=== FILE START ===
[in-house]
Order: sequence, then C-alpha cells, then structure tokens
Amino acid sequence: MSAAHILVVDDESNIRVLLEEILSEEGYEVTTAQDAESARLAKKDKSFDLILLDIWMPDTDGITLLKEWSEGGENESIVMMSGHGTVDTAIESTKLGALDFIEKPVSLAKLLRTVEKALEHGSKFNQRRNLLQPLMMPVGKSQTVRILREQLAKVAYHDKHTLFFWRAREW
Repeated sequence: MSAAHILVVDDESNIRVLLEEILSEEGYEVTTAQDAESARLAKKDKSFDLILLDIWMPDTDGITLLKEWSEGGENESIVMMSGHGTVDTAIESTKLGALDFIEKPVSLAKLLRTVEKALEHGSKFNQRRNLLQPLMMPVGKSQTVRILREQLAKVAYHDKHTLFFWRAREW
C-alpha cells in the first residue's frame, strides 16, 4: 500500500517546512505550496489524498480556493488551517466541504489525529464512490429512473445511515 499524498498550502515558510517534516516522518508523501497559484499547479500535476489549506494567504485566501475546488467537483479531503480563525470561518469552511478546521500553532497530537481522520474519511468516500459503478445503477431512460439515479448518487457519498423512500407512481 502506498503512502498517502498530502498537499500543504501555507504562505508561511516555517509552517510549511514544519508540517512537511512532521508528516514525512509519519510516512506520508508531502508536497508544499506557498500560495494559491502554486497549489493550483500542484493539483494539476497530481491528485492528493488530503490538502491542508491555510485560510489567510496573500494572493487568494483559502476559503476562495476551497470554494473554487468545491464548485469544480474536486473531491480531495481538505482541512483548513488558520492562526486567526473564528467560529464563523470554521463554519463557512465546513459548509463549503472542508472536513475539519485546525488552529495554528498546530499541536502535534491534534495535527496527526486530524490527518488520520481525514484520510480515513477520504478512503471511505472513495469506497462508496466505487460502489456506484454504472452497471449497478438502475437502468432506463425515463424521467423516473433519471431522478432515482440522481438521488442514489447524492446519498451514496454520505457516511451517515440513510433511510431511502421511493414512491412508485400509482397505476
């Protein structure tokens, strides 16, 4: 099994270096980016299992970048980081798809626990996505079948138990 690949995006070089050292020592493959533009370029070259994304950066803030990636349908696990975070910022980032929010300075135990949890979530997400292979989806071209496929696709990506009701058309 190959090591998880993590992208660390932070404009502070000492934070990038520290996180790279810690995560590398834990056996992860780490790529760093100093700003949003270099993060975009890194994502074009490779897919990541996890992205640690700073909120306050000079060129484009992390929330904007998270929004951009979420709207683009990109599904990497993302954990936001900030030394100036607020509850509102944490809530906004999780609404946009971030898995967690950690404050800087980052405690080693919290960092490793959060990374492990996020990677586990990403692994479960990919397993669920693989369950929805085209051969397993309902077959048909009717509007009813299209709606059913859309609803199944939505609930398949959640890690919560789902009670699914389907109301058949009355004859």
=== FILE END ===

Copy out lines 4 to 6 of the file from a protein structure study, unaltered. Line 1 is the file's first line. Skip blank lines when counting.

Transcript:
Repeated sequence: MSAAHILVVDDESNIRVLLEEILSEEGYEVTTAQDAESARLAKKDKSFDLILLDIWMPDTDGITLLKEWSEGGENESIVMMSGHGTVDTAIESTKLGALDFIEKPVSLAKLLRTVEKALEHGSKFNQRRNLLQPLMMPVGKSQTVRILREQLAKVAYHDKHTLFFWRAREW
C-alpha cells in the first residue's frame, strides 16, 4: 500500500517546512505550496489524498480556493488551517466541504489525529464512490429512473445511515 499524498498550502515558510517534516516522518508523501497559484499547479500535476489549506494567504485566501475546488467537483479531503480563525470561518469552511478546521500553532497530537481522520474519511468516500459503478445503477431512460439515479448518487457519498423512500407512481 502506498503512502498517502498530502498537499500543504501555507504562505508561511516555517509552517510549511514544519508540517512537511512532521508528516514525512509519519510516512506520508508531502508536497508544499506557498500560495494559491502554486497549489493550483500542484493539483494539476497530481491528485492528493488530503490538502491542508491555510485560510489567510496573500494572493487568494483559502476559503476562495476551497470554494473554487468545491464548485469544480474536486473531491480531495481538505482541512483548513488558520492562526486567526473564528467560529464563523470554521463554519463557512465546513459548509463549503472542508472536513475539519485546525488552529495554528498546530499541536502535534491534534495535527496527526486530524490527518488520520481525514484520510480515513477520504478512503471511505472513495469506497462508496466505487460502489456506484454504472452497471449497478438502475437502468432506463425515463424521467423516473433519471431522478432515482440522481438521488442514489447524492446519498451514496454520505457516511451517515440513510433511510431511502421511493414512491412508485400509482397505476
């Protein structure tokens, strides 16, 4: 099994270096980016299992970048980081798809626990996505079948138990 690949995006070089050292020592493959533009370029070259994304950066803030990636349908696990975070910022980032929010300075135990949890979530997400292979989806071209496929696709990506009701058309 190959090591998880993590992208660390932070404009502070000492934070990038520290996180790279810690995560590398834990056996992860780490790529760093100093700003949003270099993060975009890194994502074009490779897919990541996890992205640690700073909120306050000079060129484009992390929330904007998270929004951009979420709207683009990109599904990497993302954990936001900030030394100036607020509850509102944490809530906004999780609404946009971030898995967690950690404050800087980052405690080693919290960092490793959060990374492990996020990677586990990403692994479960990919397993669920693989369950929805085209051969397993309902077959048909009717509007009813299209709606059913859309609803199944939505609930398949959640890690919560789902009670699914389907109301058949009355004859």